I look across at your house and see shadows of the trees dancing in the sunlight and I’m reminded of our porch dances.
You’d sway to the rhythm of your own music and smile impishly. Even though I was across the yard looking through my window I knew there was a twinkle in your eye.
As you twirled under the porch light, I waved and danced along with you wishing we could stay like this forever; a happy moment suspended in time.
I loved when you danced because that meant you were happy. You were so full of life and even when the Alzheimer’s was robbing you of so much you still had a passion for living.
I’ll never forget the time you told me about your dancing skirt. It was denim with several gores; it came down almost to your ankles and it had a nice twirl. I came over one day and you had it on. You told me that when you put it on it made you dance. That skirt is long gone but I hope it is making someone else dance.
Today is a day to remember. You’ve been gone two years and I miss you so much, but when I think of you dancing in heaven it brings me peace because I know how happy you are in the arms of Jesus.
I hope there is a porch in heaven so that someday soon we can dance again.
Let them praise His name with dancing….Psalm 149:3
But He was wounded for our transgressions, He was bruised for our iniquities; The chastisement for our peace was upon Him, And by His stripes, we are healed. (Isaiah 53:5 NKJV)
As many of you know my mother wrote poetry. She was never formally published but I wish we had pursued that while she was alive. She was in a poetry writing group for a while and had a few published in a couple of newspapers. She also generously shared poems with others when she felt a poem had a message that could encourage the person in whatever circumstance they found themselves. If you have a handwritten copy of one of her poems I hope you keep it as a treasure.
I promised her when she was in hospice that I was going to see that her poetry was published for the whole world to read. I have published a few on my blog, but I have plans, God willing to do a book of her poetry. Most of her poems were written in the mid-seventies through the mid-eighties. They were actually quite good; some, a little rough around the edges, needing some final editing.
In 1975 during Holy Week, on Good Friday, she wrote an Easter Poem and titled it Hallelujah. Because of the repeating refrain of This is Easter Morn I thought about changing the title of the poem but decided that the whole concept of Easter is definitely one big Hallelujah and that must be how she felt about it, so I left her title. I’d like to share it with you:
Happy Easter! I hope you find a church and attend on Easter Sunday to Worship our Risen Savior!
Celebrating in Grace,
If you haven’t read it yet, I shared a whole series about losing my Mom to Alzheimer’s. I shared a few of her poems throughout the series. You can click here to check it out.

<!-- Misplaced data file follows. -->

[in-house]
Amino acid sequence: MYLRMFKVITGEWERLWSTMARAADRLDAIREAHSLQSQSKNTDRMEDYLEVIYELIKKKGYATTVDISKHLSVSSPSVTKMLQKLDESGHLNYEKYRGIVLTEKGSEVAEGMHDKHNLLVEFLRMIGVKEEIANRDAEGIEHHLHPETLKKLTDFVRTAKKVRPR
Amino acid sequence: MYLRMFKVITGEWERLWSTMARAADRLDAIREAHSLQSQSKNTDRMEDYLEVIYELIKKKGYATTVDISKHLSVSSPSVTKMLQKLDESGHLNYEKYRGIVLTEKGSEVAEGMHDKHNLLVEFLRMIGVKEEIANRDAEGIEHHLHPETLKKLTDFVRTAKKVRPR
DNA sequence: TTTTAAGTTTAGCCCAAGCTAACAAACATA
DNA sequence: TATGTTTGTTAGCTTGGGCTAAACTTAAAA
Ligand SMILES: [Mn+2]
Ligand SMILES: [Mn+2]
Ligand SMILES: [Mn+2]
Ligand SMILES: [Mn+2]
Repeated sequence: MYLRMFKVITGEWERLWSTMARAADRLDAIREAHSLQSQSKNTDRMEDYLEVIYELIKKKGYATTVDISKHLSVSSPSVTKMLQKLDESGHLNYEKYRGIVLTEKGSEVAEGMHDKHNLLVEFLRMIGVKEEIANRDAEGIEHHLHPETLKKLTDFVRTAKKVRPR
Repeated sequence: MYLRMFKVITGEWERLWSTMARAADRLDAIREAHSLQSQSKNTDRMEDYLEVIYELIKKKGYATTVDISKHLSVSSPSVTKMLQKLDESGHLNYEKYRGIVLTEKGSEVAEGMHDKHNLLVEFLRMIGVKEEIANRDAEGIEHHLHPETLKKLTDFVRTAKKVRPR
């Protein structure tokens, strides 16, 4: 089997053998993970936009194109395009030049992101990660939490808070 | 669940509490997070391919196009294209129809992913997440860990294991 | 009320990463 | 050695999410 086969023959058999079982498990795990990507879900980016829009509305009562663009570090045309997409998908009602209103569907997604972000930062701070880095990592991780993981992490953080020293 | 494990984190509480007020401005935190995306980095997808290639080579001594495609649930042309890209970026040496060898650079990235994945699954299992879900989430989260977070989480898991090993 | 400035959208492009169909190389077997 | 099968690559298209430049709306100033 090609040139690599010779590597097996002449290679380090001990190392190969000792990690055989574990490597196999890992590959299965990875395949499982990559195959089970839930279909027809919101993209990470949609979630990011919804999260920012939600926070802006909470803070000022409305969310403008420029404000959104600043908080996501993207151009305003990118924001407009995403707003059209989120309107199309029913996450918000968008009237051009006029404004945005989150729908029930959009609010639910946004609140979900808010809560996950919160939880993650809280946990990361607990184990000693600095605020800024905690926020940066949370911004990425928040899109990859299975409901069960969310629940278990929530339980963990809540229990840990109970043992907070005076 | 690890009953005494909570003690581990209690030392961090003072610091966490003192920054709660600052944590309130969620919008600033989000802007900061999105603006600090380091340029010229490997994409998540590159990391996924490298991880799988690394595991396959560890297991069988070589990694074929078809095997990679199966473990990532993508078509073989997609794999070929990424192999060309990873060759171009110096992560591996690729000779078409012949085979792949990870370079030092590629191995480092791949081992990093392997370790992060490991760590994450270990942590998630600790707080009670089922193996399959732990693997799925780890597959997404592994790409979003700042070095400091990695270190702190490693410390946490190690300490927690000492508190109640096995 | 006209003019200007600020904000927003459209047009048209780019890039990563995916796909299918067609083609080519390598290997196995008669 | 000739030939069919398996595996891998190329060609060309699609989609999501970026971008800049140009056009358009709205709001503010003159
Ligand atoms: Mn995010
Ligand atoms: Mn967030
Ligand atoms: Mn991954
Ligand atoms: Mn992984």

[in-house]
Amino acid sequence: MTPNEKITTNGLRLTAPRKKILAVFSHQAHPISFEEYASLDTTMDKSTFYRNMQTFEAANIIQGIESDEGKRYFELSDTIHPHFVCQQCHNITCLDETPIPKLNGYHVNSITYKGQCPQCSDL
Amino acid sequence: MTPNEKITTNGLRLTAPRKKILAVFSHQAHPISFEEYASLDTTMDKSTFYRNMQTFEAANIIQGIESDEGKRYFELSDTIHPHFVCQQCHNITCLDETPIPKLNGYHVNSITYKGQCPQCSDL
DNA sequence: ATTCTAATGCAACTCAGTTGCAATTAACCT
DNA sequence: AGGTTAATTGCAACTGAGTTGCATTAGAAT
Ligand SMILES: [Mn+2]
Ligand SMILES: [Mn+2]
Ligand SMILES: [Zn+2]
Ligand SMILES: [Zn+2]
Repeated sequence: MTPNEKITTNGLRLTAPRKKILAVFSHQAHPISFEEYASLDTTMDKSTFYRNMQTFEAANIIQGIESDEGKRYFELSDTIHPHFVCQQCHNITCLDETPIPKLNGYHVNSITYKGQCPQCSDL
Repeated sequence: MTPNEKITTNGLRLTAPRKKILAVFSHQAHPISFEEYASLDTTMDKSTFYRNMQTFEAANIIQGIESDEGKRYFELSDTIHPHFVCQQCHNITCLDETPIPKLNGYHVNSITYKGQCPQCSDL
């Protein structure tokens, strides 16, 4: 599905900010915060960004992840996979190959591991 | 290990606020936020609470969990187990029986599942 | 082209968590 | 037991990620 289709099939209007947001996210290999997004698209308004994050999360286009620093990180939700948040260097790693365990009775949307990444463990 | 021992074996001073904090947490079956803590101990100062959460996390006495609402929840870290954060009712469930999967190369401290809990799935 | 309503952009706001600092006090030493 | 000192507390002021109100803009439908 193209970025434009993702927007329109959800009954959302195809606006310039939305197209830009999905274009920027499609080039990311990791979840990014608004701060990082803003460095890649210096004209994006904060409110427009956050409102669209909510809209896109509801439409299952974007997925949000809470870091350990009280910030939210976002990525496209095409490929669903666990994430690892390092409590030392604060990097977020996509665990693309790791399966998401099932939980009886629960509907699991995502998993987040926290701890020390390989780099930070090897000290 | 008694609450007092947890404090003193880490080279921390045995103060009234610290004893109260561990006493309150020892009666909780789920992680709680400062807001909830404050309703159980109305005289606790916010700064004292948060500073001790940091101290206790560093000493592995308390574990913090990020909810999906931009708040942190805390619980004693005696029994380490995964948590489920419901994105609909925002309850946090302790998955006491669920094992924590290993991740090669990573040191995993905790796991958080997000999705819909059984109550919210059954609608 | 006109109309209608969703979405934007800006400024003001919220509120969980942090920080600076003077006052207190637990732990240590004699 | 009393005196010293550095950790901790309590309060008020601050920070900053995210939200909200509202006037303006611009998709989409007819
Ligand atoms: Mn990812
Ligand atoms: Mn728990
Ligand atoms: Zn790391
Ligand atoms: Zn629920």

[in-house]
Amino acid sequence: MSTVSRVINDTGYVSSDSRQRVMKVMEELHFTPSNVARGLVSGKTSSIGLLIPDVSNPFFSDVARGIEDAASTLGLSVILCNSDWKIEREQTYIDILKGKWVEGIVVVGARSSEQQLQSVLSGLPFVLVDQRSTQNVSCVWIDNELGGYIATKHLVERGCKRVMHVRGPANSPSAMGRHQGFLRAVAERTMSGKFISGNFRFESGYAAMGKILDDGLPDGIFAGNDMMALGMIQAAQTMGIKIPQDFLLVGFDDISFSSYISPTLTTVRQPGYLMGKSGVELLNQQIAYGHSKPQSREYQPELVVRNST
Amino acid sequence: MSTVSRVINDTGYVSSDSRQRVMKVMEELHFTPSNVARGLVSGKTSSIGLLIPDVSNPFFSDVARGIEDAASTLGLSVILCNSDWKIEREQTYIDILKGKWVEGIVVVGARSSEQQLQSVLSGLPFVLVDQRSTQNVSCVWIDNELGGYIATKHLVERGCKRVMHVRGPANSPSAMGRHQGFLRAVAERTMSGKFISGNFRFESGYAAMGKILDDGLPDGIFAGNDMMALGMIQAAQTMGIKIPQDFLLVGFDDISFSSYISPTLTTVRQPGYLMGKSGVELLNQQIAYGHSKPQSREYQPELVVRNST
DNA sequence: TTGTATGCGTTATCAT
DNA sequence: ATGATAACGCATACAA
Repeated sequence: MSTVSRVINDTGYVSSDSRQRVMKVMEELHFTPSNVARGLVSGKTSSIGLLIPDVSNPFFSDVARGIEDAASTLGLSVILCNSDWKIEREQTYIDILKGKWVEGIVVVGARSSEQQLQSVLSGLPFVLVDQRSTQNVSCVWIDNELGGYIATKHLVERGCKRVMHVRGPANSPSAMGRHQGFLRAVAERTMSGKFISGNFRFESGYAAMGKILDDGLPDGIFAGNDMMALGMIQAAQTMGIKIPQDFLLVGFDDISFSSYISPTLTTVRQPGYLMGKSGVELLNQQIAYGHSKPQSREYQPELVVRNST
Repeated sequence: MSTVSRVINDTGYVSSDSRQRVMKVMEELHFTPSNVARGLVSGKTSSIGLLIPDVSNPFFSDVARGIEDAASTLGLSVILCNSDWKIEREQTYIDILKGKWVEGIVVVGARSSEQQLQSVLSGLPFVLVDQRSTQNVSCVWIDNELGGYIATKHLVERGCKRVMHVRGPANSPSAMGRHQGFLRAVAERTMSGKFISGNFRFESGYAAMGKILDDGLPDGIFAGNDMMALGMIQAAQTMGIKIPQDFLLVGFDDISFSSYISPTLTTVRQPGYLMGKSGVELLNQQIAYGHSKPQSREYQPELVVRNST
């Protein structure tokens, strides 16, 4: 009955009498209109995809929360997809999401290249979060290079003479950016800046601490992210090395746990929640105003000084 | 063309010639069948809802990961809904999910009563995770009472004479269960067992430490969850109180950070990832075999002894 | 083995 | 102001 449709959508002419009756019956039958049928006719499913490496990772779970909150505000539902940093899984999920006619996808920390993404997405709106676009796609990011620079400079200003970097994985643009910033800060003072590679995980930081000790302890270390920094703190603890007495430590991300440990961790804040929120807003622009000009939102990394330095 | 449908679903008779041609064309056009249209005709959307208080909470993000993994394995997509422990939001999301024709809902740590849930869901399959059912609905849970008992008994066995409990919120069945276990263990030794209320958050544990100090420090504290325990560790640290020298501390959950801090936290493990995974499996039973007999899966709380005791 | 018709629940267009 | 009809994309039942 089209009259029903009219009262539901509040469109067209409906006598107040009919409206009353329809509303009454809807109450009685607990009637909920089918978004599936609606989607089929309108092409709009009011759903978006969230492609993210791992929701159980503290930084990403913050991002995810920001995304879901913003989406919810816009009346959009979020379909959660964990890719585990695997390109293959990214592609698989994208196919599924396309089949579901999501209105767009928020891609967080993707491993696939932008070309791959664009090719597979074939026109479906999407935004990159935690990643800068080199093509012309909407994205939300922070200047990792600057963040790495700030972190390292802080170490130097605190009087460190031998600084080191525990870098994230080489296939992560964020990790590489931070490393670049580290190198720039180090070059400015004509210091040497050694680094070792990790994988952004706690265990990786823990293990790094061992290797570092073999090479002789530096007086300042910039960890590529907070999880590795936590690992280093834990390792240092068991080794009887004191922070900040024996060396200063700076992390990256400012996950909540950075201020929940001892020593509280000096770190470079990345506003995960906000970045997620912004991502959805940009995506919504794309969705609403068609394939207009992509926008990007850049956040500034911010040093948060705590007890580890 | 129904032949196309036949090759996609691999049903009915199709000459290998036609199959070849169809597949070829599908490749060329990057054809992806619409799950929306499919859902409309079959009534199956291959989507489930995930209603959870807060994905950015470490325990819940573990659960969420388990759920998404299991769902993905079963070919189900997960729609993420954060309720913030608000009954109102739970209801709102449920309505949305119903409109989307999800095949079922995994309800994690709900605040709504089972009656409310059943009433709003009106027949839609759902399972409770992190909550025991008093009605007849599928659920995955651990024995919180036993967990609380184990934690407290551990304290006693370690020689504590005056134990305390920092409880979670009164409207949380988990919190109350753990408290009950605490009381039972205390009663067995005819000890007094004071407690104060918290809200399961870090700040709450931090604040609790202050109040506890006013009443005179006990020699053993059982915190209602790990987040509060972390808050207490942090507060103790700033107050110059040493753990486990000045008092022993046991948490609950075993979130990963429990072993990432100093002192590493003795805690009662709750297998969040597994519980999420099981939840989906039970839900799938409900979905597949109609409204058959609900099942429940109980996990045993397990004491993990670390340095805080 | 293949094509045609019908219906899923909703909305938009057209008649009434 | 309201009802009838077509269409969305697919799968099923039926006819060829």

“Jesus called out with a loud voice, ‘Father, into your hands I commit my spirit.’
When he had said this he breathed his last.” Luke 23:46
The verse we read in Luke 23:46 as part of the Easter story is also referenced in Psalm 31:5. Several sources I came across while researching indicated that the phrase “into your hands I commit my spirit” was how the Jewish people ended their evening prayers.
I would imagine that like other Jewish children, Jesus was taught this prayer as a young child. It was a familiar practice that was an act of trust. To commit something of value to another is not a small thing. By definition commit means to entrust something to someone; it also means to put into a place for safekeeping. (Merriman Webster).
By committing their spirit to God each evening they were submitting their soul for safekeeping. What a beautiful picture of complete submission to the will of the father. We know that Jesus had prayed on the Mount of Olives asking for this cup to be taken from him but he surrendered by concluding his prayer with “not my will but thine be done” (Luke 22:42). This too would line up with committing his spirit to Father God.
Then, we have the account in Mark 15:34 of Jesus crying out asking God “why have you forsaken me?” According to Mark, this was at 3 O’clock. Luke’s account begins at noon, followed by three hours of darkness and then right before Jesus says, “Father, into your hands I commit my spirit” Luke mentions that it is 3 O’clock. This would imply that only moments after asking why God had forsaken him, Jesus then acknowledges that he is committing his spirit to the father.
In his darkest hour, burdened by the weight of my sin and the sins of the whole world, sins that had not yet been committed, sins that God in his holiness could not look upon, Jesus felt the crushing despair of complete and utter abandonment. But yet, he still trusted that his spirit would be safe with the father.